One result of the hack is a system that self-reports in Mac OS up as a Mac Mini—the fastest such Mac anywhere.
And then, early one recent morning, an acrid scent filled the studio.
Once as the system was up and running, I proudly tweeted a Geekbench score of 17,025 (processors overclocked to 4.7Ghz) and got to work – and almost immediately ran into stability problems. Applications that I knew to be rock-solid were crashing, and there was no other obvious symptom such as an overheated system. Within a week we were backing down on the overclocking and ordering a replacement CPU to cross-ship to me under warranty.
Here I will pause to emphasize the patience required to get a Hackintosh up and running, despite its tremendous speed benefits once implemented, and how necessary it is to have a dedicated, knowledgeable tech who can built, configure and troubleshoot the system. This is not truly what I would call DIY, unless you are the type of person who likes to noodle around with BIOS and so on – a personality type more associated with Windows and Linux than Mac, perhaps. Things will come up that, while par for the course for Hackintosh, are outside the experience of a regular Mac user.
Instead of Applecare, I had support from the guy who built the machine, who was very patient about ironing out issues with the processor and who reassured me that my system was an outlier. You could look at it as reassuring that if I had a substandard yet functional component as essential as the core processor, it’s good luck that it was in a system that would clearly show it to fail, and would allow me to return just the chip via a warranted cross-ship. I’ve often noticed that two Macs that are configured identically don’t perform the same, and those of us who have worked in larger shops are aware that some systems are simply more or less stable and high-performing than others, which can even become the problem-child machines that are most likely to fail renders and so on.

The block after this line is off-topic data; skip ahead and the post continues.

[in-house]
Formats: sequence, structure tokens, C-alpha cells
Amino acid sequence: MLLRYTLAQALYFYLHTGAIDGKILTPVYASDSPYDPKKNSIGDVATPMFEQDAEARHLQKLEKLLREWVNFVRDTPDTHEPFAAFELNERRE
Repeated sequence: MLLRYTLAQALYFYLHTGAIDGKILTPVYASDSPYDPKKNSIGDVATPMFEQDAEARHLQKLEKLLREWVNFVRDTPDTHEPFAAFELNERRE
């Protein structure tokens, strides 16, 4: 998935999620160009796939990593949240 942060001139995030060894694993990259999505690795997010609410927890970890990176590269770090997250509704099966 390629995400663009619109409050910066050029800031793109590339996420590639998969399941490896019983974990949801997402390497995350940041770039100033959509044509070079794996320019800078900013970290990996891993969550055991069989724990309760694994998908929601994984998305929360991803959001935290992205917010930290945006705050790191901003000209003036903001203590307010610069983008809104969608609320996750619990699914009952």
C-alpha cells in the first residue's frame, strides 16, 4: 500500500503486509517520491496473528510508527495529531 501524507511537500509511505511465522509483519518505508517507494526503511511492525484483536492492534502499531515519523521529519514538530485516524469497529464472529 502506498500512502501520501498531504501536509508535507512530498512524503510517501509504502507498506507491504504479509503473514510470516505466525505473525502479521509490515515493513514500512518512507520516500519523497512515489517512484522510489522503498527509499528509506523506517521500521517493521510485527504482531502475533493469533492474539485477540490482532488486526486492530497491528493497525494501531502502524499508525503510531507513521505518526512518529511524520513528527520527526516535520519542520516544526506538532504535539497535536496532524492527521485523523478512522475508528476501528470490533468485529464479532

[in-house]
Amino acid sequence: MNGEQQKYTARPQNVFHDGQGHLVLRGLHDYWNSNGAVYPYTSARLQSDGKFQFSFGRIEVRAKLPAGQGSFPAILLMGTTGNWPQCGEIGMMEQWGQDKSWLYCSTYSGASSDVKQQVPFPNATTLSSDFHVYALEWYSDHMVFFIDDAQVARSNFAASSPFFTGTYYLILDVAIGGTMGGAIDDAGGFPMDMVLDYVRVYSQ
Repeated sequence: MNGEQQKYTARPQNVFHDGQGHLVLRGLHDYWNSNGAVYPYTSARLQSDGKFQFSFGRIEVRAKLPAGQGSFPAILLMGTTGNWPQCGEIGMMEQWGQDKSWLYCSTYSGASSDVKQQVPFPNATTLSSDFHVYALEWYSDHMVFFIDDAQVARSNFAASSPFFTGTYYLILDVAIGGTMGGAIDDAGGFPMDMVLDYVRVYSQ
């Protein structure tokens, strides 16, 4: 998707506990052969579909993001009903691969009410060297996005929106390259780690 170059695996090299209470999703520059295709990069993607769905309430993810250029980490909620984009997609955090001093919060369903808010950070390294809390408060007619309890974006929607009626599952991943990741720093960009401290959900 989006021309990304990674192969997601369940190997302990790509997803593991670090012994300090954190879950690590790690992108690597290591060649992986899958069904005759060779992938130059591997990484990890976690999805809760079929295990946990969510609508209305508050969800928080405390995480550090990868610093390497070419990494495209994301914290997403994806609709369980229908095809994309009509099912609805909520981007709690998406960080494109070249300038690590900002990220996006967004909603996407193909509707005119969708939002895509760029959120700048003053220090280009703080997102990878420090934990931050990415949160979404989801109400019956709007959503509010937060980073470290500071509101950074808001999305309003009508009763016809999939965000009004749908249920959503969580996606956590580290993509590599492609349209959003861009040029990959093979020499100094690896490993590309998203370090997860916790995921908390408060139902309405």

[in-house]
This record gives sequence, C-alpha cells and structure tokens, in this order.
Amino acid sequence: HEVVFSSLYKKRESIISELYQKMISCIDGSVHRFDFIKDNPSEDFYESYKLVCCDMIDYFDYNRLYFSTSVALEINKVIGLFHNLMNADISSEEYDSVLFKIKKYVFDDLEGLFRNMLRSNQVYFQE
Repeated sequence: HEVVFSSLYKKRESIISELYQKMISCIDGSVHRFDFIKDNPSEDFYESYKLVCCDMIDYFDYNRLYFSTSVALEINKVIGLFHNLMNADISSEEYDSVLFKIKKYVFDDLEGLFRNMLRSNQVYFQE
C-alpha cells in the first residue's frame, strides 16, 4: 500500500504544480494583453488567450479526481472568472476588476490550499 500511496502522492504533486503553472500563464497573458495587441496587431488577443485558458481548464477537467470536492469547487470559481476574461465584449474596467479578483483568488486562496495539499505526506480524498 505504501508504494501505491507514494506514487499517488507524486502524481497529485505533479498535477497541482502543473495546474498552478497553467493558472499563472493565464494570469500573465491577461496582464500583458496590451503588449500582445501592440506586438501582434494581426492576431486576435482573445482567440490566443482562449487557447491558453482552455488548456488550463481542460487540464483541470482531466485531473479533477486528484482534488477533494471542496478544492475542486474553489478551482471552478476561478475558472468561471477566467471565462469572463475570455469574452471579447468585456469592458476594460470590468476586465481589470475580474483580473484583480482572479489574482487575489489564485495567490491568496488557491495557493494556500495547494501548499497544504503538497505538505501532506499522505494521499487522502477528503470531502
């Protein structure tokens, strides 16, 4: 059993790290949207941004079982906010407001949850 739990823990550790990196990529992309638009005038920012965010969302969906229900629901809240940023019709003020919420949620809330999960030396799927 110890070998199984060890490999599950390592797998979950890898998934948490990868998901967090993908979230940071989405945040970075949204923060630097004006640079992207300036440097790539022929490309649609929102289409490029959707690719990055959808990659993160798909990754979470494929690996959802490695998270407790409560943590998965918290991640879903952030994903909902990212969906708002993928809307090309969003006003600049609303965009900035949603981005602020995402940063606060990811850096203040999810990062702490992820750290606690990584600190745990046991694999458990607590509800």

Once we had a new processor installed and the machine was overclocking properly (as much as a non-sequitur as that may sound), I noticed a few quirks – some intermittent, some persistent:
- External port quirks. Some of these are known, such as no hot-swapping with Thunderbolt (an OS-level limitation), but I also found that some ports were better behaved then others, both built-in to the case and via peripheral add-ons. One remedy is that there are a LOT of ports on this system.
- Log-in latency. This is an example of a strange, intermittent issue that can’t be solved by calling Apple technical support or googling forums; it can take up to a minute for the login screen on Mac or Windows to accept keyboard entry of my password. I haven’t tried swapping the Mac keyboard, which may be the culprit, but this doesn’t happen on a regular Mac Pro. It’s an example of the type of problem you can’t simply have solved by Applecare once you go down this road.
And then, early one recent morning, an acrid scent filled the studio.